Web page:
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Is Fintech Acquisition Corp. IV (NASDAQ:FTIV) Popular Amongst Insiders?

Simply Wall St
·4 min read

A look at the shareholders of Fintech Acquisition Corp. IV (NASDAQ:FTIV) can tell us which group is most powerful. Institutions often own shares in more established companies, while it's not unusual to see insiders own a fair bit of smaller companies. Warren Buffett said that he likes "a business with enduring competitive advantages that is run by able and owner-oriented people." So it's nice to see some insider ownership, because it may suggest that management is owner-oriented.

Fintech Acquisition IV is not a large company by global standards. It has a market capitalization of US$107m, which means it wouldn't have the attention of many institutional investors. Taking a look at our data on the ownership groups (below), it seems that institutions are not on the share registry. Let's take a closer look to see what the different types of shareholders can tell us about Fintech Acquisition IV.

View our latest analysis for Fintech Acquisition IV

ownership-breakdown
ownership-breakdown

What Does The Lack Of Institutional Ownership Tell Us About Fintech Acquisition IV?

Institutional investors often avoid companies that are too small, too illiquid or too risky for their tastes. But it's unusual to see larger companies without any institutional investors.

There are multiple explanations for why institutions don't own a stock. The most common is that the company is too small relative to funds under management, so the institution does not bother to look closely at the company. Alternatively, there might be something about the company that has kept institutional investors away. Fintech Acquisition IV might not have the sort of past performance institutions are looking for, or perhaps they simply have not studied the business closely.

earnings-and-revenue-growth
earnings-and-revenue-growth

Hedge funds don't have many shares in Fintech Acquisition IV. The company's CEO Daniel Cohen is the largest shareholder with 25% of shares outstanding. With an ownership of 21%, the second largest shareholder is Fintech Investor Holdings, LLC

Our studies suggest that the top 2 shareholders collectively control less than half of the company's shares, meaning that the company's shares are widely disseminated and there is no dominant shareholder.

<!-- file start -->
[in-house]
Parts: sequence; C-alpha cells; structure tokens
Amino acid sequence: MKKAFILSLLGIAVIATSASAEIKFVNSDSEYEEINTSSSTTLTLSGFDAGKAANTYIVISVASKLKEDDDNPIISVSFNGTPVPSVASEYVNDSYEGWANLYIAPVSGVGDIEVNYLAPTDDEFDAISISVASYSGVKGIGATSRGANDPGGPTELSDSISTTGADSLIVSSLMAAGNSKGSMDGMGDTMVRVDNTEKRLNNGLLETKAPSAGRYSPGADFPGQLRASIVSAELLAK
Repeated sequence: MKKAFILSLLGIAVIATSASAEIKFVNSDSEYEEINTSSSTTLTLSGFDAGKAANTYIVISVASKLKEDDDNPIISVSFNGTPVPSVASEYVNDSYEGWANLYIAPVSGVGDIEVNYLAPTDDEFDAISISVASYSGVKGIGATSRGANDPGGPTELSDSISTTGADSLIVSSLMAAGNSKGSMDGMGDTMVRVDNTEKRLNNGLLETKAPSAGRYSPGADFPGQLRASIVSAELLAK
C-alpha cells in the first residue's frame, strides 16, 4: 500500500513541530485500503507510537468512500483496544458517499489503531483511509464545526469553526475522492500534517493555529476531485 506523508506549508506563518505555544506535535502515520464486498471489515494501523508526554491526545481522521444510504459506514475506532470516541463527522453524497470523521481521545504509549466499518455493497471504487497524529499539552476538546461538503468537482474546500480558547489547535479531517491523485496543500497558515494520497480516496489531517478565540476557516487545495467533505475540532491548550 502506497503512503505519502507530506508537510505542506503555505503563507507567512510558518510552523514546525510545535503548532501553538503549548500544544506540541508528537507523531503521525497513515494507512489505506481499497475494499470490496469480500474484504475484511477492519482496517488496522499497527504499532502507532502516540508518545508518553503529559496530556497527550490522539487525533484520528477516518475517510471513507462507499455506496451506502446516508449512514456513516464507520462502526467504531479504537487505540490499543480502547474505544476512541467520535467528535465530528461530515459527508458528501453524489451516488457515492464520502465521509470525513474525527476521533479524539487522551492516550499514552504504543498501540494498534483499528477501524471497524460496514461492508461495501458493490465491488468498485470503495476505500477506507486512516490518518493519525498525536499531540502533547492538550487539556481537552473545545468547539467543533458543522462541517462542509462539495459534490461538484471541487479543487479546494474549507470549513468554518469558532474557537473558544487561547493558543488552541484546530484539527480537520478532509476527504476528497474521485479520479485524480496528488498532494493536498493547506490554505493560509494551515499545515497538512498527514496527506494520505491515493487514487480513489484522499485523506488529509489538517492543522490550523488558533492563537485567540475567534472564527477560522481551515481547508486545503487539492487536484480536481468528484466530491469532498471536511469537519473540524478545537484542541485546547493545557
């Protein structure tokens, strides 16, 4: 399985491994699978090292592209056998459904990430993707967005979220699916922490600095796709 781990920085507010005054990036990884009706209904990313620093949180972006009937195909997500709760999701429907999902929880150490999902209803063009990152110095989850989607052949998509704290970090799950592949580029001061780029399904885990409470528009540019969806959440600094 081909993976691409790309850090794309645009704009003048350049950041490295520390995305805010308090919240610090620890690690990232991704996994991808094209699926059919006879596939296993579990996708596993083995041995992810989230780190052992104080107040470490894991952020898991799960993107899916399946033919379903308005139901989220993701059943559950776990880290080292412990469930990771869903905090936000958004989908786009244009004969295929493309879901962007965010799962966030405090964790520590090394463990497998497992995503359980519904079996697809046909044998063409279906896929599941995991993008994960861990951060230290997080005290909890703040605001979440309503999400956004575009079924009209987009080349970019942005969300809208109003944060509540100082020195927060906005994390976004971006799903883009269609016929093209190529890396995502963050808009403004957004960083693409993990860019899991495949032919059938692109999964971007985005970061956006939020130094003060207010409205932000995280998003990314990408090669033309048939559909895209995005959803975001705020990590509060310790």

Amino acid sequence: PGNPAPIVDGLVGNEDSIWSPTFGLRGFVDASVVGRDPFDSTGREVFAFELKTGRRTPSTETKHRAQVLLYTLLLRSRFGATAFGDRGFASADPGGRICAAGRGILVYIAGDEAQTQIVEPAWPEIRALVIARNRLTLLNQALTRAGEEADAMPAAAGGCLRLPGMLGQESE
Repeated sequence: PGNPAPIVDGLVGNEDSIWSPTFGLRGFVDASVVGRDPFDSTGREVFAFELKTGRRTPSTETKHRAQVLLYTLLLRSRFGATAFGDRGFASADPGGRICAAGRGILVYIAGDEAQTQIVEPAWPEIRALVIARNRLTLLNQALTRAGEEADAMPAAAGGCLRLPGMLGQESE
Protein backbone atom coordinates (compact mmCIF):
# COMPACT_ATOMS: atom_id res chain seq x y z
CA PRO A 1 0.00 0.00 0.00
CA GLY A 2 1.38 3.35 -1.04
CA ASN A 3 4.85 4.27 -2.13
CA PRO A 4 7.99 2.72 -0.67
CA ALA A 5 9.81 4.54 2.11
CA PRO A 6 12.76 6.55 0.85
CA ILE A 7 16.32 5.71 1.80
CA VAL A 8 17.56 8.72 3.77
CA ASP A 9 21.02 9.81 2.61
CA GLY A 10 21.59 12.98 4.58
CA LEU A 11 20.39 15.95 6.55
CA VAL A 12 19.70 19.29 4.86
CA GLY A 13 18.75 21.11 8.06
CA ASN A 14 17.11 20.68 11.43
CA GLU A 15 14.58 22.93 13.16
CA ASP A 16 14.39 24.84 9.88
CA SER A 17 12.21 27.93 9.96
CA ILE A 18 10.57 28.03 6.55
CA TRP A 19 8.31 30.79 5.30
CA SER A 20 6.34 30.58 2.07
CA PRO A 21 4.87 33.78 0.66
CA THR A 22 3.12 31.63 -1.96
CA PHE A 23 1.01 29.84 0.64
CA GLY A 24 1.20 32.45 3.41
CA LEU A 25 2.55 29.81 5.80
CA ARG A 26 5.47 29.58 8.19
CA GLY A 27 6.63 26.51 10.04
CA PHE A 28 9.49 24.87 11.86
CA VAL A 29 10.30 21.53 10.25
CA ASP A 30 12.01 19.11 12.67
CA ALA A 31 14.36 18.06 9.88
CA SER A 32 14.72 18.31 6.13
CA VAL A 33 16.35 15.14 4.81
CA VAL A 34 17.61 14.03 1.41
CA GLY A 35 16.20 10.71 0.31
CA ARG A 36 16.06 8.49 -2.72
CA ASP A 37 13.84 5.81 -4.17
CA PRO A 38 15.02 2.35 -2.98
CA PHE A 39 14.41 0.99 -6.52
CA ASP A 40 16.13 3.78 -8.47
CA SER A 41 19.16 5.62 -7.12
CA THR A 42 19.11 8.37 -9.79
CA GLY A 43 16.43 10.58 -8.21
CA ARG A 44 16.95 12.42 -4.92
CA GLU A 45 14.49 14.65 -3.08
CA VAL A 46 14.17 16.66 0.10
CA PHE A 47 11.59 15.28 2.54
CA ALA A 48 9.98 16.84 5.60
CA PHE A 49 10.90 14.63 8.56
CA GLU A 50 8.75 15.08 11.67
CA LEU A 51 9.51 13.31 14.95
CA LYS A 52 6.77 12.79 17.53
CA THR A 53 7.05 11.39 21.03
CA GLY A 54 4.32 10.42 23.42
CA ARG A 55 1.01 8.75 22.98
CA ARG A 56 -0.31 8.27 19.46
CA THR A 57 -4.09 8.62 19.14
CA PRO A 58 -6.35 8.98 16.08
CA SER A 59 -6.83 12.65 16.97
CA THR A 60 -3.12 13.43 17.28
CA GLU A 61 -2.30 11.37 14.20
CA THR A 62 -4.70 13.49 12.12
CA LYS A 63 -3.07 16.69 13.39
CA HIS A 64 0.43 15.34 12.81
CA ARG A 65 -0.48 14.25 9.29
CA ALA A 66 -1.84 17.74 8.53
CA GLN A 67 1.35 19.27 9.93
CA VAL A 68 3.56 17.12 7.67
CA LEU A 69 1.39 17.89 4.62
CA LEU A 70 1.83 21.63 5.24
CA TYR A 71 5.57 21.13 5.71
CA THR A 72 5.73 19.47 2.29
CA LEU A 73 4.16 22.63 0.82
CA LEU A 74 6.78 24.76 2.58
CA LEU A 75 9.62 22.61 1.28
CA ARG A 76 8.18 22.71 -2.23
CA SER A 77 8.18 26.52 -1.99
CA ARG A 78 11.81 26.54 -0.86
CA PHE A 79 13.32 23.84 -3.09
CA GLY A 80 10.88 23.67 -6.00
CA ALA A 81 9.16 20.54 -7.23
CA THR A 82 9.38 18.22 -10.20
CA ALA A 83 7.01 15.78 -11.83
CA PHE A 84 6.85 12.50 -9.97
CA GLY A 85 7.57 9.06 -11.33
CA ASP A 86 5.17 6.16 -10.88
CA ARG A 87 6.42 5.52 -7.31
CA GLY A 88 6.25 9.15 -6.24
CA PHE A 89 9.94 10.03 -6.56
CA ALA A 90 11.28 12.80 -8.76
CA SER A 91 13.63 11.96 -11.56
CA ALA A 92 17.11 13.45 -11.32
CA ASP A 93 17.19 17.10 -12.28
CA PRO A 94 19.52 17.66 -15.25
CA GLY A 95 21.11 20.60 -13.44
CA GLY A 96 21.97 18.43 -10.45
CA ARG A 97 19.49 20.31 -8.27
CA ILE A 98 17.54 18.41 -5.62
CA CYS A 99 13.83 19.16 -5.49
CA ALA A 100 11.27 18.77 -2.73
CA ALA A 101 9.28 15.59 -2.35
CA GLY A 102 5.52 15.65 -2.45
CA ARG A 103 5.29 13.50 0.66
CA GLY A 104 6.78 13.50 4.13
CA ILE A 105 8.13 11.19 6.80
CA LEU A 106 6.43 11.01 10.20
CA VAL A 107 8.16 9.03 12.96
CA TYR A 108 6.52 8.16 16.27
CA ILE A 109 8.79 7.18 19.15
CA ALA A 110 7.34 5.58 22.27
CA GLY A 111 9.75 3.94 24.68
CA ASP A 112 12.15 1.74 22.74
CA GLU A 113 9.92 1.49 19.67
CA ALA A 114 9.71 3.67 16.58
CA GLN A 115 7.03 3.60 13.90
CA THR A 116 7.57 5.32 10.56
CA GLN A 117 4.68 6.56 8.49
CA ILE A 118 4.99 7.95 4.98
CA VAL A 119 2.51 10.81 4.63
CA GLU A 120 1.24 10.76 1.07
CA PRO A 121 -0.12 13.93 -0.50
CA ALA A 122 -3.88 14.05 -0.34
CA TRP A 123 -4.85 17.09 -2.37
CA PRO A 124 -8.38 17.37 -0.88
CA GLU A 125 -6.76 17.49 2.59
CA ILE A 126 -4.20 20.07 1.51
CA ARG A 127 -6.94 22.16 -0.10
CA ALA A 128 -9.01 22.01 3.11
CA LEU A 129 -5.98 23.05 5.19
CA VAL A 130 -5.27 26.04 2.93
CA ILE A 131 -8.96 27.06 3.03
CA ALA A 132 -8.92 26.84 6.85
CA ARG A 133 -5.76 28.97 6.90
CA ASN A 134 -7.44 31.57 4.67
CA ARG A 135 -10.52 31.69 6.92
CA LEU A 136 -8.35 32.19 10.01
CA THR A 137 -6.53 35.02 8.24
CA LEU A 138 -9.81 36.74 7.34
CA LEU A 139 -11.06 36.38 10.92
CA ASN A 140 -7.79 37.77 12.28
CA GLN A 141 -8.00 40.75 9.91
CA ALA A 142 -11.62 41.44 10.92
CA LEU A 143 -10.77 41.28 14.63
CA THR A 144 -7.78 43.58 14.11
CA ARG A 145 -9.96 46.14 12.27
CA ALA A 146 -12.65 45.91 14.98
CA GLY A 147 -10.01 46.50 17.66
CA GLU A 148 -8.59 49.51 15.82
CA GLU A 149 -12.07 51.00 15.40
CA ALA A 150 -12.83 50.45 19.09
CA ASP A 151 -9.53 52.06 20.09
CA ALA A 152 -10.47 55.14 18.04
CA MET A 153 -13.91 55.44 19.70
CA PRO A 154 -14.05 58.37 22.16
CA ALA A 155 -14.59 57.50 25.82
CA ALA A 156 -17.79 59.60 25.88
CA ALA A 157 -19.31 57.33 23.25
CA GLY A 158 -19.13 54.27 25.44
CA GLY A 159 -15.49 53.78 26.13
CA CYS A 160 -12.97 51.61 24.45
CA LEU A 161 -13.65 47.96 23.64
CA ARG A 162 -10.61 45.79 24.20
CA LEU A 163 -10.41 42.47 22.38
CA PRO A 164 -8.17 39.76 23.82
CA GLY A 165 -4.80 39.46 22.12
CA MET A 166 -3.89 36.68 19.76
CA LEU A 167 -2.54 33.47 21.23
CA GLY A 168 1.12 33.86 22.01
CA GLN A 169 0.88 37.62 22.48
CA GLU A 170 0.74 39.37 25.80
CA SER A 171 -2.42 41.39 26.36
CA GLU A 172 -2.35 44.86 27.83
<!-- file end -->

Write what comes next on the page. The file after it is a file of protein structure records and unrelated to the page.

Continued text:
While studying institutional ownership for a company can add value to your research, it is also a good practice to research analyst recommendations to get a deeper understand of a stock's expected performance. Our information suggests that there isn't any analyst coverage of the stock, so it is probably little known.

Insider Ownership Of Fintech Acquisition IV

While the precise definition of an insider can be subjective, almost everyone considers board members to be insiders. The company management answer to the board and the latter should represent the interests of shareholders. Notably, sometimes top-level managers are on the board themselves.

Insider ownership is positive when it signals leadership are thinking like the true owners of the company. However, high insider ownership can also give immense power to a small group within the company. This can be negative in some circumstances.

Our information suggests that insiders maintain a significant holding in Fintech Acquisition Corp. IV. It has a market capitalization of just US$107m, and insiders have US$26m worth of shares in their own names. I would say this shows alignment with shareholders, but it is worth noting that the company is still quite small; some insiders may have founded the business. You can click here to see if those insiders have been buying or selling.

General Public Ownership

The general public -- mostly retail investors -- own 54% of Fintech Acquisition IV. This size of ownership gives retail investors collective power. They can and probably do influence decisions on executive compensation, dividend policies and proposed business acquisitions.

Private Company Ownership

We can see that Private Companies own 21%, of the shares on issue. It's hard to draw any conclusions from this fact alone, so its worth looking into who owns those private companies. Sometimes insiders or other related parties have an interest in shares in a public company through a separate private company.

Next Steps:

While it is well worth considering the different groups that own a company, there are other factors that are even more important. For instance, we've identified 1 warning sign for Fintech Acquisition IV that you should be aware of.

Of course, you might find a fantastic investment by looking elsewhere. So take a peek at this free list of interesting companies.

NB: Figures in this article are calculated using data from the last twelve months, which refer to the 12-month period ending on the last date of the month the financial statement is dated. This may not be consistent with full year annual report figures.

This article by Simply Wall St is general in nature. It does not constitute a recommendation to buy or sell any stock, and does not take account of your objectives, or your financial situation. We aim to bring you long-term focused analysis driven by fundamental data. Note that our analysis may not factor in the latest price-sensitive company announcements or qualitative material. Simply Wall St has no position in any stocks mentioned.

Have feedback on this article? Concerned about the content? Get in touch with us directly. Alternatively, email editorial-team (at) simplywallst.com.